This Slow-Breathing Exercise Can Reduce Stress and Anxiety
Published on April 13, 2022 by Marlynn Wei M.D., J.D.

 

Slow-breathing exercises are game-changing tools to help reduce stress and anxiety. A recent research study has found that even a single session of five minutes of deep and slow breathing lowers stress and anxiety. The breathing exercise in the study was a simple guided exercise: breathing in for four seconds and out for four seconds and gradually making the exhalation longer until the ratio was four seconds in and six seconds out.

This research adds to growing research studies that show how breathing exercises can reduce anxiety and improve one’s ability to deal with stressful situations.

Breathing exercises can go by many names: mindful breathing, breath meditation, breath awareness, slow or deep breathing, paced breathing, breath control, rhythmic breathing, belly breathing, or diaphragmatic breathing. Breath exercises in yoga are known as pranayama, which encompasses several different types of breathing exercises that have varying purposes. In general, slow and deep breathing, such as alternate nostril breathing, has a calming effect whereas rapid, short breathing exercises tend to be more stimulating and wakeful.

 

Breath exercises help both in the moment when one is facing stressful situations and also, perhaps even more importantly, as a preventative tool. When one practices breath exercises regularly, even when one is not feeling stressed, this develops the ability to deal with stress better in the future. Think of breath exercises and practicing mindfulness like working out a muscle. The habit of practicing breath awareness daily builds one's capacity to handle stress. Practice builds one's reservoir. Over time, slow breathing will provide a clear path and immediate access to the physical “relaxation response” for the body and mind.

 

This type of breathing exercise can be done anytime, anywhere. Whether you’re waiting in line or preparing for a presentation and feeling nervous, try this simple rhythmic breath exercise for as little as one minute a day to manage stress. There are many audio guided breath meditations available online (in many languages), and we also provide audio guided meditations.

 

Beginner’s Slow Breath Awareness
  1. Find a comfortable seated position. You may also do this exercise standing, for example, if you’re waiting in line. If you are laying down, you may place one hand on your chest and the other hand on your abdomen.

  2. Gently lower your eyes to the floor in front of you or close your eyes. 

  3. Begin to notice how your breath feels today.

  4. Take a deep breath in through your nose for four counts and exhale through your nose for four counts.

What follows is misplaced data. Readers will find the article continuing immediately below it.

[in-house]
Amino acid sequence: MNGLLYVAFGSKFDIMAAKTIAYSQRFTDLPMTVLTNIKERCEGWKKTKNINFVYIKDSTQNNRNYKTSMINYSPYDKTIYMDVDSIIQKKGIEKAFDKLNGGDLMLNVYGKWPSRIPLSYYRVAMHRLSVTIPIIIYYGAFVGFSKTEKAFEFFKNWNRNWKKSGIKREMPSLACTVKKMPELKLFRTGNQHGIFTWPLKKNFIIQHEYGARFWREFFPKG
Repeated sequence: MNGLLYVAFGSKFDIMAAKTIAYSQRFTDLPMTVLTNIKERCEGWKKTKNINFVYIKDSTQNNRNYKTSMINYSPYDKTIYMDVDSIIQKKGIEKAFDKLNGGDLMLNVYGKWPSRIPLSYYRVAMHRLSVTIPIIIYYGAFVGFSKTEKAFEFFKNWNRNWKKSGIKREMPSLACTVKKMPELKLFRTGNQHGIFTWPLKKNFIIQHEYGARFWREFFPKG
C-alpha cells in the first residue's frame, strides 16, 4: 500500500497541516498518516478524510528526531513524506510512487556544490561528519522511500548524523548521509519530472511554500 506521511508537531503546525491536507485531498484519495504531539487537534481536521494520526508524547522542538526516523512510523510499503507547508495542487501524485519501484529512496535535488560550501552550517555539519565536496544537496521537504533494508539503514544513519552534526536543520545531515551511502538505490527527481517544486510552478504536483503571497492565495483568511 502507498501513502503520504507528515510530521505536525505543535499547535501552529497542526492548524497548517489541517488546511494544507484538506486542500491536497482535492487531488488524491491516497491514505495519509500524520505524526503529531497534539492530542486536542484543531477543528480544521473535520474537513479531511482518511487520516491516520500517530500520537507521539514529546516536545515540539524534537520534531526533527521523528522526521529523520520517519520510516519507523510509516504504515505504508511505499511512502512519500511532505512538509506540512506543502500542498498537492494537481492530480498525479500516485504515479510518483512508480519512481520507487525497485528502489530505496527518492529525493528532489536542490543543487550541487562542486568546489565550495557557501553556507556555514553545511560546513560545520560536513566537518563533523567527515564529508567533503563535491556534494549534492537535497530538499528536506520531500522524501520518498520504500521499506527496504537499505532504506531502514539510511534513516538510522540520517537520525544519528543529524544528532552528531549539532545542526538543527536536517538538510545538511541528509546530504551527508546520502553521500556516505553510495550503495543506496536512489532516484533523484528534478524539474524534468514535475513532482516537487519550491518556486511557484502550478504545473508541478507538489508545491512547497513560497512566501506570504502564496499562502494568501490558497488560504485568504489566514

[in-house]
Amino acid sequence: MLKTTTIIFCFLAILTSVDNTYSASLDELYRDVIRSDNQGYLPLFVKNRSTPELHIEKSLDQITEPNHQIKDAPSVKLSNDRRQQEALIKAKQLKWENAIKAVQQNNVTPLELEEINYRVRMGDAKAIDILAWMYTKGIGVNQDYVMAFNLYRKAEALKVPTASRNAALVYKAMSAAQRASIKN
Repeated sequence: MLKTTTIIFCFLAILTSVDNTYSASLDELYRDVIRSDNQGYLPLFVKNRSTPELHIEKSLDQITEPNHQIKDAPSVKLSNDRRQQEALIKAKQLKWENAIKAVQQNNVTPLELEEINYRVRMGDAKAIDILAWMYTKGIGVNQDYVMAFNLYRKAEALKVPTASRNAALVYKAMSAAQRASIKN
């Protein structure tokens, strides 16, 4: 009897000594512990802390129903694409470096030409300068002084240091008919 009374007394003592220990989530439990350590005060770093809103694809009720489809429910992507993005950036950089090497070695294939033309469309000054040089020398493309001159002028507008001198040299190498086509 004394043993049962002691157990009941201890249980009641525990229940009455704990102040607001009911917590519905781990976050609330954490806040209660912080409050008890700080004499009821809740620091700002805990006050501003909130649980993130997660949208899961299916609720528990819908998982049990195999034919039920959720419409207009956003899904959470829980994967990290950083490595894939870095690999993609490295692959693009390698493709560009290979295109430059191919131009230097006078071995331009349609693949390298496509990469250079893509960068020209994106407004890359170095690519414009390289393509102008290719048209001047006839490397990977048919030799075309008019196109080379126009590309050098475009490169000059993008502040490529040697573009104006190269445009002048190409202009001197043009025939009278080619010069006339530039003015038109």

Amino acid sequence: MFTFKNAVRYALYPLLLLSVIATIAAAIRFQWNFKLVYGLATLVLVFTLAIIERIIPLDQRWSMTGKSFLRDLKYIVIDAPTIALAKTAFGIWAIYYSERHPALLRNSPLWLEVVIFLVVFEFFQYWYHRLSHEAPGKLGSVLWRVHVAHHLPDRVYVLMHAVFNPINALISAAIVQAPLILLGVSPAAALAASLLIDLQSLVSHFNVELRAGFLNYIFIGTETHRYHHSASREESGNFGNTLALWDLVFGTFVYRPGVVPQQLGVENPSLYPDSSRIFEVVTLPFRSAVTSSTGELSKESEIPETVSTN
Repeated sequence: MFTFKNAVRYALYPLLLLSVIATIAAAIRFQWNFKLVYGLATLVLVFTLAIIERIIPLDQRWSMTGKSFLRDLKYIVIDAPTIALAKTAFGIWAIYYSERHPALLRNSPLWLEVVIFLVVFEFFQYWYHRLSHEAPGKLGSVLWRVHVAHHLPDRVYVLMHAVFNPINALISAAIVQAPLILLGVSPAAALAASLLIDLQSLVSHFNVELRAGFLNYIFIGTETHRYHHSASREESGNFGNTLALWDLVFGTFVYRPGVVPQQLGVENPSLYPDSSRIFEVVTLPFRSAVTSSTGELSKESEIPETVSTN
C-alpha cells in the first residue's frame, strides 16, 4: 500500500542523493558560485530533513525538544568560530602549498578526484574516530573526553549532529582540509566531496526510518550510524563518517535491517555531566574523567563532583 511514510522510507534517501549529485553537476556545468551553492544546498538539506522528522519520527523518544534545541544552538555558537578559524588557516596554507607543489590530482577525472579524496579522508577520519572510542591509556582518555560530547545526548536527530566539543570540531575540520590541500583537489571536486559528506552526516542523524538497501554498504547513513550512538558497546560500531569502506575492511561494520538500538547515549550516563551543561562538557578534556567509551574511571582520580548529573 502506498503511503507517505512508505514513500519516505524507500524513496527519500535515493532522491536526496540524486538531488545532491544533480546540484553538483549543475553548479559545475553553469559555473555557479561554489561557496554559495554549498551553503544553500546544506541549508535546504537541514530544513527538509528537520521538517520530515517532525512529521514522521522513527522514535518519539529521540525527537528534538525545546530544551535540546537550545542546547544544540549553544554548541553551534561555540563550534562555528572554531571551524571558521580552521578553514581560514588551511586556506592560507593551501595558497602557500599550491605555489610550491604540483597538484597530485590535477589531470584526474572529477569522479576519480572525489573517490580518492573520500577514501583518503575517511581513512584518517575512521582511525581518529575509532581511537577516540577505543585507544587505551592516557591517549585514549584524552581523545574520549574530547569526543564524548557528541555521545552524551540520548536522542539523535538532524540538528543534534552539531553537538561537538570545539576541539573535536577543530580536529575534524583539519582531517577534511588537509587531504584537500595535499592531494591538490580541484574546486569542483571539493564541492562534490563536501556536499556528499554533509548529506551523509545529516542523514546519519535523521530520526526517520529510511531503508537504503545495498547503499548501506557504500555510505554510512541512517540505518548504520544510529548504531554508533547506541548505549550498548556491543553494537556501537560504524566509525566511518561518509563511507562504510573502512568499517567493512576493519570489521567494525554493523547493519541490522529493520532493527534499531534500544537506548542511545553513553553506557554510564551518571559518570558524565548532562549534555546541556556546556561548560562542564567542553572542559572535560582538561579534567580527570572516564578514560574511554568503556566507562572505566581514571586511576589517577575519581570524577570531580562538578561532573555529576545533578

5. Repeat this breath cycle: Four counts in and four counts out. Continue to do this for one minute.

  6. Change your breath cycle to: four counts in and five counts out. Repeat this for the second minute.

  7. Change your breath cycle to: four counts in and six counts out. Continue this pace if it is comfortable for the rest of your exercise. Breathing exercises should not feel painful.

  8. When you’re ready, return to your normal breathing without trying to control it.

 
Variation on Slow Breath Awareness
  1. Find a comfortable seated position. You may also do this exercise standing, for example, if you’re waiting in line. If you are laying down, you may place one hand on your chest and the other hand on your abdomen.

  2. Gently lower your eyes to the floor in front of you or close your eyes. 

  3. Begin to notice how your breath feels today.

  4. Take a deep breath in through your nose for four counts and exhale through your nose for four counts.

  5. Repeat this breath cycle: Four counts in and four counts out. Continue to do this for one minute.

  6. Now, try four counts in and five counts out. Repeat this for the second minute.

  7. Now, try four counts in and six counts out. Repeat this for the third minute.

  8. Now, try four counts in, hold for two counts, and six counts out.

  9. Continue this pace if it is comfortable for the rest of your exercise.

  10. When you’re ready, return to your normal breathing without trying to control it

For those who may feel restless or distracted when seated, you have some options:

  • Try a seated breathing exercise but only for one minute a day for the first week. Continue for two weeks and, when you’re ready, gradually add one minute a week until you reach five minutes a day. Remember: Even if you do this for one minute a day, it can be very helpful to reduce stress and anxiety over time.

  • Try mindful walking paired with slow breathing. If sitting is not comfortable for you or you find yourself feeling restless, use your steps to match each count of your breath. For example, breathe in for four steps, and breathe out for four steps. Match your breathing to the pace of your walking so that it has a calming effect and focus on your breath in and out with each step.

Practicing regularly throughout the week makes this tool more effective when you most need it. When you carve out the time, by putting it on your calendar for the same time each day, you will be more likely to integrate it into your daily schedule. Tailor what time of day you practice these exercises to your individual schedule, taking into consideration when you feel like you most need it. If you're someone that wakes up with a lot of anxiety, try starting your day with breath exercises. Or if you are someone that has difficulty falling asleep, try this exercise as part of your nighttime sleep routine.

References

Marlynn Wei, M.D., PLLC. Copyright © 2022.